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Patti Cullen's Blog
Reform 3.0: Add issues like Emergency Medical Assistance to the list
Thursday, January 26, 2012 9:48 AM
The 2012 Legislative Session began this week, with a few key bipartisan themes: jobs and reform. Yup, it is tough to argue with creating more jobs, sustaining current jobs, and “doing things smarter.” So let’s talk about the call for reform. Certainly this is not the first time either the administration or one political party or another tooted the reform horn. Some of the concepts on the Republican’s Reform 2.0 list (
) are great ideas — especially the one we forwarded to them on conversion of life insurance policies to pay for long-term care services! Most of the list is either “low hanging fruit” or concepts, rather than true reform plans.
When I think of reform I think of really changing up some long-standing ways of doing things in this state.
Take the current crisis for the 2,000+ individuals who were receiving medical and long-term care services under the Emergency Medical Assistance (EMA) program due to their immigration status. That program was gutted effective January 1, 2012. It is a crisis for the individuals who aren’t receiving their therapies or their medication or chemotherapy; it is a crisis for their families (
if they are lucky enough to have family here
); it is a crisis for those who are providing services without knowing if payment will ever come; and it is a crisis for a few large counties who have no placement options for these individuals outside of the very expensive hospital setting. It isn’t a crisis for policymakers who passed a change in the law during last summer’s “cone of silence” negotiations — nobody seems to be taking credit for the repercussions. But there are repercussions, and not just to the families involved. If this was an item that was placed on the “reform grid” — and I argue it should be — there are better ways to address the perceived problem of a growing budget.
First, understand who this program was really serving. From the undocumented son of a U.S. citizen permanently paralyzed from an accident residing in a nursing facility to a young child of an undocumented mother who is receiving chemotherapy for cancer — these people have individual stories … each and every one of them. Since most of them are appealing their denial of EMA, now administrative judges will hear these stories.
The first cost of this policy/payment change: court costs for the appeals
Second, understand that the fiscal notes that drove this policy/payment change are general numbers, not specific to the programs and services that are being impacted. As a result, it is nearly impossible to determine how much it would “cost” to add back in any particular service that was removed, whether home care or nursing facility or clinic services or medications. The fiscal implications should be drilled down so there can be true cost comparisons.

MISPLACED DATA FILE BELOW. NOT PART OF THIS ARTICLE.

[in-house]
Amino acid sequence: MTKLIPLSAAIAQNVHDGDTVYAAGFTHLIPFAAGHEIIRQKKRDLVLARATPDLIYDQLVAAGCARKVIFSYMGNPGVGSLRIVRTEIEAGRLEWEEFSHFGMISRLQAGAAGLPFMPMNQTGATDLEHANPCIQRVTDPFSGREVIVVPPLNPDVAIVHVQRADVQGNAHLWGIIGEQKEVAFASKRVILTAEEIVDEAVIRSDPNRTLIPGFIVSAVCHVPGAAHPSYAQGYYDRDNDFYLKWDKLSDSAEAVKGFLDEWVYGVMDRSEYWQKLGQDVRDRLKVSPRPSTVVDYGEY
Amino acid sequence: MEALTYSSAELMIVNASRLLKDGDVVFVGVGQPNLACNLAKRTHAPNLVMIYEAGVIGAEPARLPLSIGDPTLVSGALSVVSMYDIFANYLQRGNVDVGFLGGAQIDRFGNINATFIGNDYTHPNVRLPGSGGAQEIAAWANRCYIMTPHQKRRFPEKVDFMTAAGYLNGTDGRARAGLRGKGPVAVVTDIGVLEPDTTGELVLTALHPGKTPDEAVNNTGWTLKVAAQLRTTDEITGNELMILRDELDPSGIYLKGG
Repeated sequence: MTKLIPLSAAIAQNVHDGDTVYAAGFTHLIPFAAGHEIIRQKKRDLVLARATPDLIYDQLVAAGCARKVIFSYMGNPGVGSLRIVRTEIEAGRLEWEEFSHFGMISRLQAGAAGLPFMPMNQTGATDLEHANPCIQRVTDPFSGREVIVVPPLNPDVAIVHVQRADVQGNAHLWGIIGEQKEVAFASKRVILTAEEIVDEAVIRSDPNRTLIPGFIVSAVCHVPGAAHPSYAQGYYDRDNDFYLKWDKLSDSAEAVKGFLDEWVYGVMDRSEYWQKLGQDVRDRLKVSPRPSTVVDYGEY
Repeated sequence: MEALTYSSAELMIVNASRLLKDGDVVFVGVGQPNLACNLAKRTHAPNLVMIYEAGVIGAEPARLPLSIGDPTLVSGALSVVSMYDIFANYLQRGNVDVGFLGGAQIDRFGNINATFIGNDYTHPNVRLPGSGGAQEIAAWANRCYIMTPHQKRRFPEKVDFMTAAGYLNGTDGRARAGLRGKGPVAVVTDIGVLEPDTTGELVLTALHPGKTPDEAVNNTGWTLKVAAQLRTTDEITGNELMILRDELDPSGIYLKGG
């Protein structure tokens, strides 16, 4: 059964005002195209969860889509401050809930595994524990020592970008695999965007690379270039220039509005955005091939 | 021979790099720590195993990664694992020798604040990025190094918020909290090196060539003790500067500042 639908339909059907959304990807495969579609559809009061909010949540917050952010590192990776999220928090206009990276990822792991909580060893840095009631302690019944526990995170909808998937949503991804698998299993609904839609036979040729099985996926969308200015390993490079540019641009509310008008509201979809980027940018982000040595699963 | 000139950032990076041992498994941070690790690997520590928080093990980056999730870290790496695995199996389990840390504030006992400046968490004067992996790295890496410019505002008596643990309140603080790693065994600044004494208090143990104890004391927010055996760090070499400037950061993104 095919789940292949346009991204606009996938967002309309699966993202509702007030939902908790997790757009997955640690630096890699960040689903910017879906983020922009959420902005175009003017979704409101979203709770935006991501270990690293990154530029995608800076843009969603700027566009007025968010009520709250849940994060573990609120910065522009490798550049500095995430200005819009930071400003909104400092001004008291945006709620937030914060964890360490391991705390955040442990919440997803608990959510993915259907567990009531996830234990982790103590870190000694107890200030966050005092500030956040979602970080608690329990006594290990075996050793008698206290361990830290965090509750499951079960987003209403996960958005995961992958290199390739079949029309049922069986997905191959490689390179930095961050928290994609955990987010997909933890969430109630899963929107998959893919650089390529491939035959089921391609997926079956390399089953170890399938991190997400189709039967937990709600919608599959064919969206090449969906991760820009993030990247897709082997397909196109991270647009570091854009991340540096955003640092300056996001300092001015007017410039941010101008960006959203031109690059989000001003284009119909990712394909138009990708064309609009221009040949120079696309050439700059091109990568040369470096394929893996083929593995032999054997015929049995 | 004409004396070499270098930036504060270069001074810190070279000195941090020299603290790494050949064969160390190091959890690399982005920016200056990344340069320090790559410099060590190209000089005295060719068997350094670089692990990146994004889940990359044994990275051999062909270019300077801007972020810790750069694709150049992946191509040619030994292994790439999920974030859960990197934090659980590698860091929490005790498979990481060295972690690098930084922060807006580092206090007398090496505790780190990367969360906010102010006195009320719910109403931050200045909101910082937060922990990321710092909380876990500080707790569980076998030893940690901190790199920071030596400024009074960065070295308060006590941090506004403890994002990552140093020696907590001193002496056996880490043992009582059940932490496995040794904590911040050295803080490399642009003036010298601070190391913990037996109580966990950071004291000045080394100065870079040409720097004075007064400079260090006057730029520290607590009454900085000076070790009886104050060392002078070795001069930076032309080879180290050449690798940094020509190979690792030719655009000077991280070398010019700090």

Third, we believe the practical implications of this policy change are dramatic increases in the use of more costly services. Since the only sites where services will be paid for are the emergency room and inpatient hospital setting, guess where everyone is? That’s right, the absolutely highest cost setting. A few weeks ago a report came out in the New York Times about this same population and the impact of a similar policy — individuals living in hospitals at a cost of millions of dollars each year. The budget line item for EMA may look better moving ahead, but drill down on the costs to health systems and hospitals whose beds will be filling up with individuals who could easily be served in other settings at a fraction of the cost.
The second cost of this policy/payment change: huge uncompensated debt for hospitals.
How should the state address this issue in a reform-like method? First, those currently receiving services should be allowed to continue. Why would we stop chemotherapy treatments if they save a kid’s life? Or why take away the psychotropic medications that are stabilizing someone’s behavior, keeping all of us safe?? Or discharge the nursing home resident to the emergency room?? Then we should figure out how to prospectively stem the growth in this program. Meet with federal and state immigration officials first. Where are these folks coming from and why are they undocumented? Move upstream before individuals who lack the citizenship papers become ill or injured. Let’s figure out how we can streamline document processing. (Some of these folks are in the category of undocumented because something happened to them (accident/illness) before they could complete the paperwork.)
In my mind, reform is looking at a problem as an opportunity to change systems and approaches. Add this one to the list.
Copyright ©2012 Patti
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